FERC�s Initiatives on Gas Infrastructure

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FERC�s Initiatives on Gas Infrastructure Powered By Docstoc
					FERC’s Initiatives
on Energy
Infrastructure
Alison Silverstein
Federal Energy Regulatory Comm’n
EEI-AGA Board Member Seminar
September 25, 2003

                               1
Overview
   Short-term initiatives
     Cost  recovery policy and cases
     Critical energy infrastructure information
     Dam safety
     Natural gas deliverability
     Cyber-security
     Supporting industry and other efforts
   Long-term concerns

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Security cost recovery
 Policy – spend what you need to protect
  assets and we’ll review and approve
  prudent expenses
 Issued September 14, 2001
 3 requests approved, more filings coming




                                             3
Critical energy infrastructure
information
   Goal to protect information asset-owners must
    submit from widespread public dissemination,
    without harming public’s right to learn
    information to participate in siting proceedings
   Keeps locational information and key
    engineering detail off the web and out of public
    reading rooms; review of each requester and
    purpose of request
   Rule adopted February, 2003
   http://www.ferc.gov/home/RM02-4-02-21-03.pdf
                                                       4
Dam safety program
   Formed FERC hydro security team
   Security program for hydropower projects -
    guidance for licensees
   Initial assessments and security enhancement
    guidance for specific dams; ongoing inspections
   Integration of security concerns with emergency
    action plans and procedures
   Rapid alert notification method for information
    dissemination
   Consultation (w/ industry and government
    agencies) and training (FERC staff and industry)
                                                       5
Natural gas supplies
   Working with industry to determine ability
    to assure gas delivery in the event of
    pipeline disruptions
     Emergency  reconstruction
     Assessing deliverability relative to needs
     Emergency gas reallocation
     Regional table-top disaster exercises coming
      up
   Using non-public technical conferences to
    resolve security issues in specific cases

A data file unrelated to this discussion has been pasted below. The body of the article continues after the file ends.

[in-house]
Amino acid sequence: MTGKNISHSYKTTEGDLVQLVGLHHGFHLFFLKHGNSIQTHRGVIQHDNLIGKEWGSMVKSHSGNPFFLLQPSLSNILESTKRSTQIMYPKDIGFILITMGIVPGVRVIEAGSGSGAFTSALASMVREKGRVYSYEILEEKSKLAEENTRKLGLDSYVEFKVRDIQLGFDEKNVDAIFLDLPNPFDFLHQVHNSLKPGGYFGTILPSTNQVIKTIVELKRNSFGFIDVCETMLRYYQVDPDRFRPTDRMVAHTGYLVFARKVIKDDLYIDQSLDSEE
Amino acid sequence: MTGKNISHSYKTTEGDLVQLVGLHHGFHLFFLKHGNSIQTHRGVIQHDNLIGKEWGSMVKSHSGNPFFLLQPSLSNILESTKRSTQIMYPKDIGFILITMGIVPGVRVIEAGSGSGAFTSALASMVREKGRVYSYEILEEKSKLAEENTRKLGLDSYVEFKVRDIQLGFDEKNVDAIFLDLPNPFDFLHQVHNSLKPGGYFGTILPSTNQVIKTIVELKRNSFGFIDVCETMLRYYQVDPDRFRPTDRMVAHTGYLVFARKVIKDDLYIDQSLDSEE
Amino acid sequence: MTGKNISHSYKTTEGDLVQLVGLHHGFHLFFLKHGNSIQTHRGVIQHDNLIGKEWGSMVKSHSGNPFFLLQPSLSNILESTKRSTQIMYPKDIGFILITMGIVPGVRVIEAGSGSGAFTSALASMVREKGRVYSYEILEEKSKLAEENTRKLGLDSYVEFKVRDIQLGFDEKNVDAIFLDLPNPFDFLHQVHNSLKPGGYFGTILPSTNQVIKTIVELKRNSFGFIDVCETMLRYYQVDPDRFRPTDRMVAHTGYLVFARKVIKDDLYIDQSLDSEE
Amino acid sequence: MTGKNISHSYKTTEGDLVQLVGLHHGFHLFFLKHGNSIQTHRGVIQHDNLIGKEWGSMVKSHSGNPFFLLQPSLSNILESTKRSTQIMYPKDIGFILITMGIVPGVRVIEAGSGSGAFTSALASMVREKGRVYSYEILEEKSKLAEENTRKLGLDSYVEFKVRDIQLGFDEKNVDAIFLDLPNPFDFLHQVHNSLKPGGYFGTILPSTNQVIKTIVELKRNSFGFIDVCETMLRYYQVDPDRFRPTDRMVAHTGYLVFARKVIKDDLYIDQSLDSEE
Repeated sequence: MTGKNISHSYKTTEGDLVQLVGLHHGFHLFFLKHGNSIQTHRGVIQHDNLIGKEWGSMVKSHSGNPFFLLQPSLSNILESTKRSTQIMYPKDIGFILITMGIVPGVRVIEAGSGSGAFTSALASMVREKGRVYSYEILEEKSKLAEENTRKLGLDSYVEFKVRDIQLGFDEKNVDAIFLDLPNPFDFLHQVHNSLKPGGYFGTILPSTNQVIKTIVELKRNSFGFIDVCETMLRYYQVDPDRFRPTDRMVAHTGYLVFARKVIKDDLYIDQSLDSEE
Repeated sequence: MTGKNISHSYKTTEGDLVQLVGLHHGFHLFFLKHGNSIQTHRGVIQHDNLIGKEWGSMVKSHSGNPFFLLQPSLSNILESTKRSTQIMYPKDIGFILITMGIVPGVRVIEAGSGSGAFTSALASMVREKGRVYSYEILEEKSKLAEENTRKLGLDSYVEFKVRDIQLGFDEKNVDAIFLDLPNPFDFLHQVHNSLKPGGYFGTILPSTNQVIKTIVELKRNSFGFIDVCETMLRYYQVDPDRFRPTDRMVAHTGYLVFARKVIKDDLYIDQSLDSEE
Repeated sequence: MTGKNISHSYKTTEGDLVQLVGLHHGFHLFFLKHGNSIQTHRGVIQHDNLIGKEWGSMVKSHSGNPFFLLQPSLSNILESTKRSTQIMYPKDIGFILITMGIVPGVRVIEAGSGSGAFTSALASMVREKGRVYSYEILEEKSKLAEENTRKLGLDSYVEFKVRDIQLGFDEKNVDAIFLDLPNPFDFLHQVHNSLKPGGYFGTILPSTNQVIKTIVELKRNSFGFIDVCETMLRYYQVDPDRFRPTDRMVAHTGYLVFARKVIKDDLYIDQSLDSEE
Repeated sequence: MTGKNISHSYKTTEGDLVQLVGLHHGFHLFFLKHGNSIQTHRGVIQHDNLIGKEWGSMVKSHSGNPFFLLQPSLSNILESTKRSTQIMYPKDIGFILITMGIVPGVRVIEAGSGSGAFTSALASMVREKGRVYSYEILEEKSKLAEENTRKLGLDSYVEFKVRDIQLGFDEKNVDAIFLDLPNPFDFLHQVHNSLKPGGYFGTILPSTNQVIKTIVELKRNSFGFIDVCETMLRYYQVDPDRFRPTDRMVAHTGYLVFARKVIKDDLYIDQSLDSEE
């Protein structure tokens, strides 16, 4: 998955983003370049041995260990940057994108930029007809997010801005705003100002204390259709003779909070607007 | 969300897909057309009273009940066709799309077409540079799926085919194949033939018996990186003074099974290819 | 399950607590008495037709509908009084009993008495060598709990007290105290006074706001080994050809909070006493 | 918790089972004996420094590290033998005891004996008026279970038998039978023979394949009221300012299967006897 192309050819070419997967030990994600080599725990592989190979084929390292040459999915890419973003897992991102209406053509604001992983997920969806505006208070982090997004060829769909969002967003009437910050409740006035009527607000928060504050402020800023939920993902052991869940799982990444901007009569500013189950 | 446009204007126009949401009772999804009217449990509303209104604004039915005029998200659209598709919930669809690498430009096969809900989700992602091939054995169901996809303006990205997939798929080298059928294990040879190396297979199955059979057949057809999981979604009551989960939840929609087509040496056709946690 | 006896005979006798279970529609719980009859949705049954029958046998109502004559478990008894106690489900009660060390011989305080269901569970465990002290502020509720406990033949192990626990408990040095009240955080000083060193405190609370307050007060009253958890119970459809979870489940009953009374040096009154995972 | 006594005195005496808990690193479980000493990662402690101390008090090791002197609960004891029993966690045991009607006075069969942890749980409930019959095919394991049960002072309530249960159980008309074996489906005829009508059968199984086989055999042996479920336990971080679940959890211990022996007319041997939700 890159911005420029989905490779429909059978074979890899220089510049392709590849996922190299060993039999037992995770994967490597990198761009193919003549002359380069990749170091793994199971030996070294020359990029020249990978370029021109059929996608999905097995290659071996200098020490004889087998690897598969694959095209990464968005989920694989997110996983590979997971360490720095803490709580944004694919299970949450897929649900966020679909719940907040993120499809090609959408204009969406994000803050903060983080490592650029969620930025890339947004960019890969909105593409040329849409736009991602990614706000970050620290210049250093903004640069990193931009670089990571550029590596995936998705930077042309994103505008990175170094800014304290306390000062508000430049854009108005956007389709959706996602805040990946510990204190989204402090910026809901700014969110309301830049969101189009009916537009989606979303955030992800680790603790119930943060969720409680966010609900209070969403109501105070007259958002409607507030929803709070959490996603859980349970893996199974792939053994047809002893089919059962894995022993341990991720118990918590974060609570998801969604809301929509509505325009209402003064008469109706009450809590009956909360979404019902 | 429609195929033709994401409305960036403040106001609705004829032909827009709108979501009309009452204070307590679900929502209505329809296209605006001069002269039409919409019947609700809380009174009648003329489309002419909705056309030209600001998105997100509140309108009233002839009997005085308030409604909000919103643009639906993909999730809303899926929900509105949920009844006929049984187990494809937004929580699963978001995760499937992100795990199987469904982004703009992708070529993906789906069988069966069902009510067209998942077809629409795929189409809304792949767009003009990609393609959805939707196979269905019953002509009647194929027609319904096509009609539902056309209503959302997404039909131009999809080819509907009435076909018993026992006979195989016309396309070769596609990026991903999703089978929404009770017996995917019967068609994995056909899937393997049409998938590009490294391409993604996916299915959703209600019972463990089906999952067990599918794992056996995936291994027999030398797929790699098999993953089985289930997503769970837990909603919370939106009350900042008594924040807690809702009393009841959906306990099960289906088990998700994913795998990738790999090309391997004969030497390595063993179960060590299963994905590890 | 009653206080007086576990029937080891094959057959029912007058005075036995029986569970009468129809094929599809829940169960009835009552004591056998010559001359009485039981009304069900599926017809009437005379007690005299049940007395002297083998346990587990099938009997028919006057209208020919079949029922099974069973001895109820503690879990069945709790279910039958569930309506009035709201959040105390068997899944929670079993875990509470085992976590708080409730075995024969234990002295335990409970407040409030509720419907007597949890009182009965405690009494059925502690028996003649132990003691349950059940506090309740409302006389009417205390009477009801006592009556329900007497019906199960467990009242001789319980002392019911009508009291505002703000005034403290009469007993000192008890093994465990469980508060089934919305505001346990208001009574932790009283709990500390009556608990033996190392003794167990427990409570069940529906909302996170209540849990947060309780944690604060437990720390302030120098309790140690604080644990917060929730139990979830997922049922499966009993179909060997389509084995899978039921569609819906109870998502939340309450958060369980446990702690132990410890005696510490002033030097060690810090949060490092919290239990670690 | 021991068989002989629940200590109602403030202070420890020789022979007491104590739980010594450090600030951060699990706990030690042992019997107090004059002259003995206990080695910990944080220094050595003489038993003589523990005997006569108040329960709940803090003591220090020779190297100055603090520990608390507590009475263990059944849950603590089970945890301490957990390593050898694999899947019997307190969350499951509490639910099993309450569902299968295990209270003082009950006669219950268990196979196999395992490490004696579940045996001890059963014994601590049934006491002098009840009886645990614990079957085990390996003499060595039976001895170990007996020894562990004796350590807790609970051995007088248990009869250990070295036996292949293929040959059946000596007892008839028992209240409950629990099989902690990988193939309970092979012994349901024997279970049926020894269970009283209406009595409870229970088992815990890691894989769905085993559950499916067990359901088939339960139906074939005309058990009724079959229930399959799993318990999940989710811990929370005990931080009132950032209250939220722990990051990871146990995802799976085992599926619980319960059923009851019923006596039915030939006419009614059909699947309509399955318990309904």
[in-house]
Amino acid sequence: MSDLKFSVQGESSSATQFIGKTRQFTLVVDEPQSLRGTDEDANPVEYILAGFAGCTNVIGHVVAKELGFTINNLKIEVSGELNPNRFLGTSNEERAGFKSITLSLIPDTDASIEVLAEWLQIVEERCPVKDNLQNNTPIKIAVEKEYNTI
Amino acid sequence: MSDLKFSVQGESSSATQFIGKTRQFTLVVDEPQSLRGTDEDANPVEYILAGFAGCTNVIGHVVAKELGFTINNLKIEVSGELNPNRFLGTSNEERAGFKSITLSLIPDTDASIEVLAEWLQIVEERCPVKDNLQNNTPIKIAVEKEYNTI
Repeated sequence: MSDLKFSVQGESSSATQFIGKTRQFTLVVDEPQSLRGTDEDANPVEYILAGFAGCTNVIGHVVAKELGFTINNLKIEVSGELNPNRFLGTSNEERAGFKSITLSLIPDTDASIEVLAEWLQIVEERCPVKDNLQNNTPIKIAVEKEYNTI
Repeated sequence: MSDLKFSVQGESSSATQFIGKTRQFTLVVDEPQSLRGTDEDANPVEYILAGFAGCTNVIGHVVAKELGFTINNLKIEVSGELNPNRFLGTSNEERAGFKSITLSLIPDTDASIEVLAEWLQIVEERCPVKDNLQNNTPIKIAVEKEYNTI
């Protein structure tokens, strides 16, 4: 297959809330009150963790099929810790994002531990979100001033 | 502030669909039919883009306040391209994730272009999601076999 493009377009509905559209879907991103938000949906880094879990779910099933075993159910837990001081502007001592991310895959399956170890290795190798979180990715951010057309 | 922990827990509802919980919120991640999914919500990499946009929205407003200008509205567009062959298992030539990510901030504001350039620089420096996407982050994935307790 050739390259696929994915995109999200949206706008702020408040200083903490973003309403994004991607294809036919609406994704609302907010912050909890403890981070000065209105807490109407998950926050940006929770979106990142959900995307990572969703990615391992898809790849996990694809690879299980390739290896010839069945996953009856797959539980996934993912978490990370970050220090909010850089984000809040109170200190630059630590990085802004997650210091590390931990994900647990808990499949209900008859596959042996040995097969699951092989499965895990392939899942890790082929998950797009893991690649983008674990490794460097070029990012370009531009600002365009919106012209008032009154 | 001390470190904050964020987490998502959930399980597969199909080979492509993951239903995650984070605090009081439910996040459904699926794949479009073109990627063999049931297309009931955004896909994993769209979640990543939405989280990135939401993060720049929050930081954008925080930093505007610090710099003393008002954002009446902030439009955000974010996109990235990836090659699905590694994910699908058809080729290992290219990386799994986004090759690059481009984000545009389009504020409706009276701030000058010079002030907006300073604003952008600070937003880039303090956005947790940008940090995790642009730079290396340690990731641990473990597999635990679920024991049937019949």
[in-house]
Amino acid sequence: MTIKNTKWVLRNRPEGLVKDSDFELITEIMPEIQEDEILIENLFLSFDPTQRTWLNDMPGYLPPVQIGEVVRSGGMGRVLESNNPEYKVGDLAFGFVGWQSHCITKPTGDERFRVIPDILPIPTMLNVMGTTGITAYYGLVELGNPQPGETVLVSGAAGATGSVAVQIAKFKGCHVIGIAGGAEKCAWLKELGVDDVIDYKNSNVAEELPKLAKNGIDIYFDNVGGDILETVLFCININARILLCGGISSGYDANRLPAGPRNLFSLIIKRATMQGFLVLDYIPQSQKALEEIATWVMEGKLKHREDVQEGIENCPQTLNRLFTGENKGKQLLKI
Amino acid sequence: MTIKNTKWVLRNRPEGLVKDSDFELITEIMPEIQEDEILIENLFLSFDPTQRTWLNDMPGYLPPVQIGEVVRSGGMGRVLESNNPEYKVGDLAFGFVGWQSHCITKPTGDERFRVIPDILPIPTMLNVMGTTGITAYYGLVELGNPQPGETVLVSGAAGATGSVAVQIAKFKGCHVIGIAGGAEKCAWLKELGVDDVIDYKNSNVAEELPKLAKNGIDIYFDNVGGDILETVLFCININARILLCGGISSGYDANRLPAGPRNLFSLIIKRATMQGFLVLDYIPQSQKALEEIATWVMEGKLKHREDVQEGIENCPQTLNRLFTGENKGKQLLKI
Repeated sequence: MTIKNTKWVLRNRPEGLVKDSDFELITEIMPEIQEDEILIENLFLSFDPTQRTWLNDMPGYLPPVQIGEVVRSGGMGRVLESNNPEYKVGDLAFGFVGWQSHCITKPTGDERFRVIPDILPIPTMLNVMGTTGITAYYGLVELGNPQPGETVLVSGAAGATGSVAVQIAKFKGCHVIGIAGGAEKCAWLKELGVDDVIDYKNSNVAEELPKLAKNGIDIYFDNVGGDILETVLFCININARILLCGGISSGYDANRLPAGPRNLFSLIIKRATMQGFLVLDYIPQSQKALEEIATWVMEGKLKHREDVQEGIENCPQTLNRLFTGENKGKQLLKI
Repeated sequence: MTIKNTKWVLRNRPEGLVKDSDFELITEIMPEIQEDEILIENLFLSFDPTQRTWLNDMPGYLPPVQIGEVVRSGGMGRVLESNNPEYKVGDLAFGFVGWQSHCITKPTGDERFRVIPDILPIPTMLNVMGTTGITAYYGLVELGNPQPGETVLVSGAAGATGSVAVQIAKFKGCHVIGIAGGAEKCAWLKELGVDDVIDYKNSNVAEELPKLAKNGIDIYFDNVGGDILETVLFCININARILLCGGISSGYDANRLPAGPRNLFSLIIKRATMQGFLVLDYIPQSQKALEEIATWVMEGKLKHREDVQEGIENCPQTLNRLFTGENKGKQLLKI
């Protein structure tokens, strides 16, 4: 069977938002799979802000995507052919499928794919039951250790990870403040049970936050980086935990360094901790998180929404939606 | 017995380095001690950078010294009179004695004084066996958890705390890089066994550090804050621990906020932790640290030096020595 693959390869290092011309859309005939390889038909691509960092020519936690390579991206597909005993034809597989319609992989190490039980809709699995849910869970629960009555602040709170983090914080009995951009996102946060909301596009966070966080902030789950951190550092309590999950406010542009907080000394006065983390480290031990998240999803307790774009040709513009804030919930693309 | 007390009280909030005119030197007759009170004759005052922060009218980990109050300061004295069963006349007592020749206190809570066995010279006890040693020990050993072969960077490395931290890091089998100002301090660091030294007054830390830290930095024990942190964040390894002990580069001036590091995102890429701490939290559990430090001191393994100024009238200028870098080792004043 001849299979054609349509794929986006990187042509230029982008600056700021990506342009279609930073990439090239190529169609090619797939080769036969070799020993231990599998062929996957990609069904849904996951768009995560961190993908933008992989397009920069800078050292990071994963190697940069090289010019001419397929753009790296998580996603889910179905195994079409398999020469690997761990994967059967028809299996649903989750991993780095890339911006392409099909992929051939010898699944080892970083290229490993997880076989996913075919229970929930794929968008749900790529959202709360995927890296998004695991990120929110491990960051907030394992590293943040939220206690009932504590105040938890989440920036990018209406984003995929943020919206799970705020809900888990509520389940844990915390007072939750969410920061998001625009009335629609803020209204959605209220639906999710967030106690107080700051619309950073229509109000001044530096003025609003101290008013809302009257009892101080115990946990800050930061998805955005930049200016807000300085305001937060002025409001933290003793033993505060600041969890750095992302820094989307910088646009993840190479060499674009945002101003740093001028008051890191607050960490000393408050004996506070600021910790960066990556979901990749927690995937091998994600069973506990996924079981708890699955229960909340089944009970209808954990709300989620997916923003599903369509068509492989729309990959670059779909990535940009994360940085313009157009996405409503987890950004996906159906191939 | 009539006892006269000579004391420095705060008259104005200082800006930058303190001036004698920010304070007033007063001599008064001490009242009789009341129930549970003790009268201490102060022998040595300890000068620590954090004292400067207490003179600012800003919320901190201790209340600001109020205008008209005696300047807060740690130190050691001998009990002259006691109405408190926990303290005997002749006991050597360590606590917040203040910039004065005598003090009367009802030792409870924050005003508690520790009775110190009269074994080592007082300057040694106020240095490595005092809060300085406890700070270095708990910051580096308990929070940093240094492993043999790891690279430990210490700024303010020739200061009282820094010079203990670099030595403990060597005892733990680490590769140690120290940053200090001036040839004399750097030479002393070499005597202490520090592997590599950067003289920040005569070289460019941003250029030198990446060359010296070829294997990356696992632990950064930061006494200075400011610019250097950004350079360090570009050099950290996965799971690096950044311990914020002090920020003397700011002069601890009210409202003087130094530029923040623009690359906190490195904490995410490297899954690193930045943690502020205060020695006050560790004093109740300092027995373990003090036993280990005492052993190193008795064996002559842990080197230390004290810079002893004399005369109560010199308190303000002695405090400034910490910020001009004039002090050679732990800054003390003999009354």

6
Cyber-security
   FERC asked industry, through NERC, to
    develop cyber-security standards to address
    bulk power grid cyber inter-dependencies
   These are generic and least common
    denominator, not “best practices”
   Since cyber systems and challenges are
    consistent across industries, same standards
    could be used for natural gas, oil pipelines,
    water and wastewater utilities

                                                    7
Supporting industry and other
security efforts
   Electric -- NERC CIPAG
   Natural gas -- AGA, INGAA initiatives
   Other federal agencies -- cooperating with
    Department of Energy, Office of Pipeline Safety,
    Department of Homeland Security, Rural Utility
    Service, …
   Talking to state regulators
   Thinking about what a secure energy system of
    the future would look like….
                                                       8
Longer-term security initiatives

   Facilitating expansion of physical energy
    infrastructure
   Using locational pricing of energy to encourage
    better siting, balancing between energy users
    and transmission, generation and fuel sources
   Facilitating use of distributed energy resources –
    energy efficiency, demand response, distributed
    generation
   Rethinking energy system architecture, materials
    and assumptions
                                                     9
Security considerations
   It’s not just terrorism we have to protect against
   What if the energy system is used as the
    weapon instead of the target?
   The energy system should include not just the
    energy producing and delivery components, but
    also the energy users
   Beware the inter-dependencies….
   Measures that improve security and reliability
    often have multiple benefits

                                                         10
We can’t protect the whole energy
system, so we need:
   Better detection of attack or system failure
   More graceful, less disastrous system failure
   Easier, faster system repair (e.g., more
    interchangeability between key parts)
   Lower consequences to energy system failure
     More efficiency, renewables, distributed generation
     More robust, redundant, dispersed energy sources
     Smarter grid controls, more islanding
     Make the digital economy more fault-tolerant
                                                            11
Energy security challenges
 Paying for new infrastructure and security
  investments
 Paying for new research and development
 Cyber-security and SCADA
 Protecting information
 Voluntary versus mandatory or regulated
  security measures
 Lack of leadership
 Difficult to prioritize challenges, needs
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